The Wolfpack

Left to Right: Zach Ienatsch, Myself, Nia Jaramillo, Cassandria Alvarado, and Rebecca Stone. Photo by Nia Jaramillo.

Four women and one man got in a white Tahoe. We had met each other before. We had even camped together before, but we were basically strangers. There were twelve travelers total and three vehicles, but we had assigned ourselves to the Tahoe, which also packed most everyone’s duffel, sleeping bags, and pillows. Fourteen days of travel stood before us across some 2,300 miles. Today we were leaving on the first leg of the journey and traveling only a small portion of those miles. We were excited, but none of us knew exactly what the trip held in store for us.

Professor Fox was not joking when she said there would not be cell service in West Texas. We tried to play our music through Spotify and iMusic anyway, but after the first two hours or so, it stopped working. We resorted to some of the only music any of us had actually downloaded to our phones: Queen’s Bohemian Rhapsody.

The piano began, and you could feel the anticipation as everyone geared up to sing along. All five of us sang in our best Freddie Mercury voices (or, in some cases, our worst). We turned the music louder, and we jammed. I mean really jammed. Heads were banging, people were singing and playing air guitar, no holds barred, jamming. When the song ended we all took a breath, but only a short one because the next song was already beginning to play: Don’t Stop Believing. And we jammed some more.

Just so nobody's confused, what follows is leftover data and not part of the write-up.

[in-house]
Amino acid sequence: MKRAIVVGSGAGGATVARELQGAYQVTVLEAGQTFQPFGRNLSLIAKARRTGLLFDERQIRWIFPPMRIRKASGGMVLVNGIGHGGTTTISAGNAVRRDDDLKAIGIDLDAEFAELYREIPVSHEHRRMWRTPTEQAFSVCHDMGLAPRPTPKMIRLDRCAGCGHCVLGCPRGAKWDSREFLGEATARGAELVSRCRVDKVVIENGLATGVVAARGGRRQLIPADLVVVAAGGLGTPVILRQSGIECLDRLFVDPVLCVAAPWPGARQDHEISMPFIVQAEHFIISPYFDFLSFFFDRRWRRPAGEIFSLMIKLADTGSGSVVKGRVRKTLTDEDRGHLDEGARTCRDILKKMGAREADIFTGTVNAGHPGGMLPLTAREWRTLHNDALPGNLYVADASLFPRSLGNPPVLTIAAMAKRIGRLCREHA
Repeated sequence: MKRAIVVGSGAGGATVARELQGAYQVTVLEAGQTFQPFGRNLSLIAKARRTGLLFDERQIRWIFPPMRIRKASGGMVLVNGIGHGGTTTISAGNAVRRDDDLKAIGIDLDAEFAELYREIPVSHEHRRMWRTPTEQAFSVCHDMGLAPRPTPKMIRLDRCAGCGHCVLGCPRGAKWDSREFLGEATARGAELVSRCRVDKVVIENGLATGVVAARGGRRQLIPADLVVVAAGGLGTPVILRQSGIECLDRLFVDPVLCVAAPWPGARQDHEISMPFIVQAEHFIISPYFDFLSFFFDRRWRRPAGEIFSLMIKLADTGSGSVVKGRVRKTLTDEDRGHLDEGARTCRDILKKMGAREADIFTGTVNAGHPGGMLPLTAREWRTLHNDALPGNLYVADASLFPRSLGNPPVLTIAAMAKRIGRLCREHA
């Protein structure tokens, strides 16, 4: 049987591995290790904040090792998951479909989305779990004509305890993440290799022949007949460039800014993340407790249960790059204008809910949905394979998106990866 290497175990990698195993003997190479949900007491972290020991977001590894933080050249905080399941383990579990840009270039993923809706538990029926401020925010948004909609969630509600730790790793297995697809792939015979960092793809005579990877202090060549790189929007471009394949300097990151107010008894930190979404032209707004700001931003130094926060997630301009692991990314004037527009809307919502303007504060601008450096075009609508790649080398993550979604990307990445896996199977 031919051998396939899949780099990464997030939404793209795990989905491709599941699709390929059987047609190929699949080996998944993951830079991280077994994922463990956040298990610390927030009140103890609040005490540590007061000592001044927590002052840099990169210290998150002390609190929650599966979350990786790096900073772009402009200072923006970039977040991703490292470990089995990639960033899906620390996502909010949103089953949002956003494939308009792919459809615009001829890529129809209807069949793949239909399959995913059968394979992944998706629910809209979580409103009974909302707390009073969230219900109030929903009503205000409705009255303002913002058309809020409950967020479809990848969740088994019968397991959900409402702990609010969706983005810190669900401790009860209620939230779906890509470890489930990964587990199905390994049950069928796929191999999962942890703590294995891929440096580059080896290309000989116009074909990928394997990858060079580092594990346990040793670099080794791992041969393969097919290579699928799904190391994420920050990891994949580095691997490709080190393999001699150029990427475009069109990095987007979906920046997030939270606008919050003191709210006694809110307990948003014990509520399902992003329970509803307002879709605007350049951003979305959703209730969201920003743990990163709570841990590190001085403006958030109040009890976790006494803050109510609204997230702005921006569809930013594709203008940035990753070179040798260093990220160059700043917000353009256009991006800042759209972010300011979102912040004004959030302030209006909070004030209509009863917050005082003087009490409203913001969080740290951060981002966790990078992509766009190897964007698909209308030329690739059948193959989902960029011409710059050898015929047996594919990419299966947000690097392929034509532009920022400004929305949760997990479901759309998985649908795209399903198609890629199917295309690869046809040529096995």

These 10 minutes of riding and singing and purely enjoying each other’s company set the tone for the rest of the trip in the best way. We told stories and talked about life. We found shared interests and learned how different we all were. We discovered each other’s talents and celebrated each other’s triumphs. If any of us had any failures, I’m sure we would have helped each other through that, too.

We called ourselves The Wolfpack. We were only half-serious, but it stuck anyway.

Somehow, we went from strangers to friends. But just like that, our 14-day adventure was over, and we headed back to real life. It doesn’t matter though. I’ll never forget the sites we saw, our adventure, or that time I was a part of The Wolfpack.


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